6

I need to convert the followinf code to c# code. There is a tool to do it automatically? thank you

 <ListView Name="listView" Margin="0,0,0,164">
        <ListView.View>
            <GridView>
                <GridView.Columns>
                    <GridViewColumn Header="Devise" DisplayMemberBinding="{Binding Path=devise}" Width="80" />
                    <GridViewColumn Header="Libelle" DisplayMemberBinding="{Binding Path=label}" Width="120" />
                    <GridViewColumn Header="Unite" DisplayMemberBinding="{Binding Path=unite}" Width="80" />
                    <GridViewColumn Header="Achat" DisplayMemberBinding="{Binding Path=achatBanque}" Width="80" />
                    <GridViewColumn Header="Vente" DisplayMemberBinding="{Binding Path=venteBanque}" Width="80" />    
                </GridView.Columns>
            </GridView>
        </ListView.View>
    </ListView>
1
  • @vcsjones: no, XAML does not define meaning of the classes. It just defines the structure, and there's equivalent C# code that creates the same tree of objects. Actually, what XamlReader/BamlReader is doing. Aug 3, 2011 at 17:47

2 Answers 2

11

I thought doing this shouldn't be that hard (using CodeDOM), so I started working on a solution. The source is available at github. It's really just a beginning, it doesn't support many of the features of XAML, but it works for the code in the question.

If you are serious about this, you can work on that code further.

The XAML in the question produces the following output, that seems to work:

private ListView Get()
{
    ListView listView = new ListView();
    listView.Name = "listView";
    listView.Margin = ((Thickness)(TypeDescriptor.GetConverter(typeof(Thickness)).ConvertFromInvariantString("0,0,0,164")));
    GridView gridView = new GridView();
    GridViewColumn gridViewColumn = new GridViewColumn();
    gridViewColumn.Header = "Devise";
    Binding binding = new Binding();
    binding.Path = ((PropertyPath)(TypeDescriptor.GetConverter(typeof(PropertyPath)).ConvertFromInvariantString("devise")));
    gridViewColumn.DisplayMemberBinding = binding;
    gridViewColumn.Width = 80D;
    gridView.Columns.Add(gridViewColumn);
    GridViewColumn gridViewColumn2 = new GridViewColumn();
    gridViewColumn2.Header = "Libelle";
    Binding binding2 = new Binding();
    binding2.Path = ((PropertyPath)(TypeDescriptor.GetConverter(typeof(PropertyPath)).ConvertFromInvariantString("label")));
    gridViewColumn2.DisplayMemberBinding = binding2;
    gridViewColumn2.Width = 120D;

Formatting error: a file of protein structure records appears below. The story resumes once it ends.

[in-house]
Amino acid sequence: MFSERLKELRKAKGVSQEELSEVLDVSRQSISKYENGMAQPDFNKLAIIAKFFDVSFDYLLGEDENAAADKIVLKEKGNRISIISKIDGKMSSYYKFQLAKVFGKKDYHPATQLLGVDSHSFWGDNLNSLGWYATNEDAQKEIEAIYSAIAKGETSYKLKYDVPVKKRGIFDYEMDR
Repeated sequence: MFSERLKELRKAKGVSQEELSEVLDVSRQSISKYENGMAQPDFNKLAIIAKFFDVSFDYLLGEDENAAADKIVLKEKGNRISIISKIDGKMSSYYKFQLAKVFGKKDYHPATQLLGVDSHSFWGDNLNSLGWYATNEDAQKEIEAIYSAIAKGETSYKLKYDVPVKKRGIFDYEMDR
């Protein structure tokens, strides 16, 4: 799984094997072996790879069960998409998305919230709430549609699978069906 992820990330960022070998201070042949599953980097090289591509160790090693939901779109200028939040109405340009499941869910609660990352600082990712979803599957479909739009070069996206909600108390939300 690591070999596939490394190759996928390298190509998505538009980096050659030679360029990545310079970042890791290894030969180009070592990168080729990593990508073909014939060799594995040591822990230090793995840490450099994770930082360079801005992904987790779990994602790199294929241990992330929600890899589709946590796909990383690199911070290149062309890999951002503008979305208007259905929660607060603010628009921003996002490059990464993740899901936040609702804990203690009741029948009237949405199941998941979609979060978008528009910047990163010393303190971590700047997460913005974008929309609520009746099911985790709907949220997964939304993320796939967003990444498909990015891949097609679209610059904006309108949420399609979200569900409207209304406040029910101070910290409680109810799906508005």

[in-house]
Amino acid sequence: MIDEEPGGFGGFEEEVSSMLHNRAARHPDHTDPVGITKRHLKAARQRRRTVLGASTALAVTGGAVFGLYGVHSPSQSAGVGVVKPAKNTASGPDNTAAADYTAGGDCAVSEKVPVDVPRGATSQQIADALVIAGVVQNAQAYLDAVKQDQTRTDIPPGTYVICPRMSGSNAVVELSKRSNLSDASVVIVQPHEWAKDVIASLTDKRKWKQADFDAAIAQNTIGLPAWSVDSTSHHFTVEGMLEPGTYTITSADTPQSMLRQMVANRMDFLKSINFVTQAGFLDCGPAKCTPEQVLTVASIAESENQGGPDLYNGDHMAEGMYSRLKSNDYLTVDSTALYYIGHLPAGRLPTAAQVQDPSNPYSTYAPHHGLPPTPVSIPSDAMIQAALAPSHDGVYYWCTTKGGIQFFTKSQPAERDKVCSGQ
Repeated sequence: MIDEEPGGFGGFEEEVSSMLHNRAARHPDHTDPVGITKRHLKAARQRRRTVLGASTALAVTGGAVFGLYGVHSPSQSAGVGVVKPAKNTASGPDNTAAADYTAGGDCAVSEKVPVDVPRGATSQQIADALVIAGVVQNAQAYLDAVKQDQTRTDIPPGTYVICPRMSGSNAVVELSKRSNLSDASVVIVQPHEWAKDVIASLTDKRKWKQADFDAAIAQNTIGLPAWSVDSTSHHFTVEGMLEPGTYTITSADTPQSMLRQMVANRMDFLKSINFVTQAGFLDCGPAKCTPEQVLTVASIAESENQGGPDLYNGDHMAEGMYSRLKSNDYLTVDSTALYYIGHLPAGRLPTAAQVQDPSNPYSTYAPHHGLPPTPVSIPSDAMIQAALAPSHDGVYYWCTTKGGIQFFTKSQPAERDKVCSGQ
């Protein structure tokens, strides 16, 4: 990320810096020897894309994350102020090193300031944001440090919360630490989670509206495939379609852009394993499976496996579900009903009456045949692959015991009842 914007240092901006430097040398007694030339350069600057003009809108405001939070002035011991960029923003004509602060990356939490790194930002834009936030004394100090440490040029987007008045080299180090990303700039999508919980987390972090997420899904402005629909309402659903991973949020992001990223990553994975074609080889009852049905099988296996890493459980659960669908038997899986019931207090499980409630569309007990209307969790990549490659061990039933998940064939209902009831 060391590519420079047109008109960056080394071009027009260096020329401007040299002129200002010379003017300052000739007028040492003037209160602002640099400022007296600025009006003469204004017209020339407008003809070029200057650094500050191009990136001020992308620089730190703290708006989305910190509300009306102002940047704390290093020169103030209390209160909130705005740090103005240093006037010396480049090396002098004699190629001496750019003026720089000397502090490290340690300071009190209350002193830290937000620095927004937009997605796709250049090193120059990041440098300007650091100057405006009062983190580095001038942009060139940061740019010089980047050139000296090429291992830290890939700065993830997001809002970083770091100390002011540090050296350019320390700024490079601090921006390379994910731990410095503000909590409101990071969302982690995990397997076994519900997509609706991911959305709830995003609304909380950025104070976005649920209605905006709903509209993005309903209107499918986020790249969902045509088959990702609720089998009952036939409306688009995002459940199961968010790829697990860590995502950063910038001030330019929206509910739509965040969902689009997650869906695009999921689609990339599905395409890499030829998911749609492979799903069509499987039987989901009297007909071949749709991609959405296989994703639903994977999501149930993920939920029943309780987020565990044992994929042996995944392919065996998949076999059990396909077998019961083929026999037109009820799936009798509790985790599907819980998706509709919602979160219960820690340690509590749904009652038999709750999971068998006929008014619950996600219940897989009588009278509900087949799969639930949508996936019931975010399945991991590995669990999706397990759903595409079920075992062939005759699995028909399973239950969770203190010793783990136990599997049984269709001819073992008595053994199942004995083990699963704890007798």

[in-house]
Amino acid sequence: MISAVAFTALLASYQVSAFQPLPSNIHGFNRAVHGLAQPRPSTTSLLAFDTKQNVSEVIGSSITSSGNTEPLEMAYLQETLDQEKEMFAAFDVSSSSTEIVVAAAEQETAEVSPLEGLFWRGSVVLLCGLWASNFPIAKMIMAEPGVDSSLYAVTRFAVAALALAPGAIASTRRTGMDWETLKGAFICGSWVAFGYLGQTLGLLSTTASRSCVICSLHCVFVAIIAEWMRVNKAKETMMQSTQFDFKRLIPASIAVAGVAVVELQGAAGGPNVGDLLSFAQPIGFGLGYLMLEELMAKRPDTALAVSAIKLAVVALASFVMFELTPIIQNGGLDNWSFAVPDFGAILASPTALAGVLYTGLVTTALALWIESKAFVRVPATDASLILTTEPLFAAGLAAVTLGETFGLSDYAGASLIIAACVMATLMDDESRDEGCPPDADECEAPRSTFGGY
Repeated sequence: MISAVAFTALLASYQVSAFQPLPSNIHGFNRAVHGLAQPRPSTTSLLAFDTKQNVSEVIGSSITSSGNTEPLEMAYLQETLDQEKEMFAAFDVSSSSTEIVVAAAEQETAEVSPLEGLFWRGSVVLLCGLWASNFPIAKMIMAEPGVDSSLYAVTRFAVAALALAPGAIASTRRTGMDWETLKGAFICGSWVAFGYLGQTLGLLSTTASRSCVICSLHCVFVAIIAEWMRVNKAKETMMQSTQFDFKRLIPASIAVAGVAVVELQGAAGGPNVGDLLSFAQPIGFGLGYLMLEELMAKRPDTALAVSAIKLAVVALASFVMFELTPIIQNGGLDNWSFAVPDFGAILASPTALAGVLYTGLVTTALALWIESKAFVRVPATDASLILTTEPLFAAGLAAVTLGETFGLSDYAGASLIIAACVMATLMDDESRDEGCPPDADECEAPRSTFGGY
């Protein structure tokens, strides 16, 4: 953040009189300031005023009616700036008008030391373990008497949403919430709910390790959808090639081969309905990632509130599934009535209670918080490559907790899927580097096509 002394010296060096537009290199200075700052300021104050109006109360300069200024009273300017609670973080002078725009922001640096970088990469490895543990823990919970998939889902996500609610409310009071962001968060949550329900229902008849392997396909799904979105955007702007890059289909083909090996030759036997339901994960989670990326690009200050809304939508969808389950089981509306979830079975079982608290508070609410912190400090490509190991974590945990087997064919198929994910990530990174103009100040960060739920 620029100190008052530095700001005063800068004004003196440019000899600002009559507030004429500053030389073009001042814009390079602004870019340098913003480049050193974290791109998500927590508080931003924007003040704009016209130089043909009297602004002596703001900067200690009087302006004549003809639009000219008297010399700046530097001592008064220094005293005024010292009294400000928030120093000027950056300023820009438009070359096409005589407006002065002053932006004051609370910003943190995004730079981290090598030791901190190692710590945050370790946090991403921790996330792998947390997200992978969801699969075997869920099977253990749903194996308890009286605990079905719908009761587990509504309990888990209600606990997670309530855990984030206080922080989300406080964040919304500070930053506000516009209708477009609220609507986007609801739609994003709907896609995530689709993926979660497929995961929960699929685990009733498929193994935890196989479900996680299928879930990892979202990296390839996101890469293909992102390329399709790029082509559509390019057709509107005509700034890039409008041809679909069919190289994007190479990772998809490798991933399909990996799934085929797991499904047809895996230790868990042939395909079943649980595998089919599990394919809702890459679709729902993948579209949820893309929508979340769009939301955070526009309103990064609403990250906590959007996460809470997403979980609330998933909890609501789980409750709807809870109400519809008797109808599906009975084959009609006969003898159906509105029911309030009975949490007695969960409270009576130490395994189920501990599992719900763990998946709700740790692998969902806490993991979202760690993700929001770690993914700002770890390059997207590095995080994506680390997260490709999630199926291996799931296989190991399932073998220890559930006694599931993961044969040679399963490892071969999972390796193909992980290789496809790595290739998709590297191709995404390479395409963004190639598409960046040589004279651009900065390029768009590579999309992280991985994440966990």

gridView.Columns.Add(gridViewColumn2);
    GridViewColumn gridViewColumn3 = new GridViewColumn();
    gridViewColumn3.Header = "Unite";
    Binding binding3 = new Binding();
    binding3.Path = ((PropertyPath)(TypeDescriptor.GetConverter(typeof(PropertyPath)).ConvertFromInvariantString("unite")));
    gridViewColumn3.DisplayMemberBinding = binding3;
    gridViewColumn3.Width = 80D;
    gridView.Columns.Add(gridViewColumn3);
    GridViewColumn gridViewColumn4 = new GridViewColumn();
    gridViewColumn4.Header = "Achat";
    Binding binding4 = new Binding();
    binding4.Path = ((PropertyPath)(TypeDescriptor.GetConverter(typeof(PropertyPath)).ConvertFromInvariantString("achatBanque")));
    gridViewColumn4.DisplayMemberBinding = binding4;
    gridViewColumn4.Width = 80D;
    gridView.Columns.Add(gridViewColumn4);
    GridViewColumn gridViewColumn5 = new GridViewColumn();
    gridViewColumn5.Header = "Vente";
    Binding binding5 = new Binding();
    binding5.Path = ((PropertyPath)(TypeDescriptor.GetConverter(typeof(PropertyPath)).ConvertFromInvariantString("venteBanque")));
    gridViewColumn5.DisplayMemberBinding = binding5;
    gridViewColumn5.Width = 80D;
    gridView.Columns.Add(gridViewColumn5);
    listView.View = gridView;
    return listView;
}
2
  • ...great start, how to add 3rd party references ?
    – Kumar
    Sep 26, 2011 at 22:03
  • If you mean how to handle types from 3rd party assemblies, that should work after an update I made to the code today using the normal xmlns:something="clr-namespace:Something" syntax. See example in the demo app.
    – svick
    Sep 27, 2011 at 0:55
1

No there isn't a tool to do this automatically, but in general you can take attributes and change them to setting properties. You may lose the automatic conversion for certain types though, but in those cases you'd just need to determine the type of the property and use that (such as Margin below).

For example:

var gridView = new GridView();

gridView.Columns.Add(new GridViewColumn() {
    Header = "Devise",
    DisplayMemberBinding = new Binding() { Path = "devise" },
    Width = 80
});
// ...

var listView = new ListView() {
    Name = "listView",
    Margin = new Thickness(0, 0, 0, 164),
    View = gridView
};
2
  • that's great for the vanilla sample but the benefit of the converter is for the numerous 3rd party controls where the straightforward approach above does not help! is there a way to look at the "DOM" at run time ?
    – Kumar
    Sep 26, 2011 at 22:05
  • @Kumar - That may be possible, but you wouldn't be able to decompile StaticResourceExtension. I'm sure there are other issues that one would run into (such as implicit styles & templates, and resources).
    – CodeNaked
    Sep 26, 2011 at 22:39

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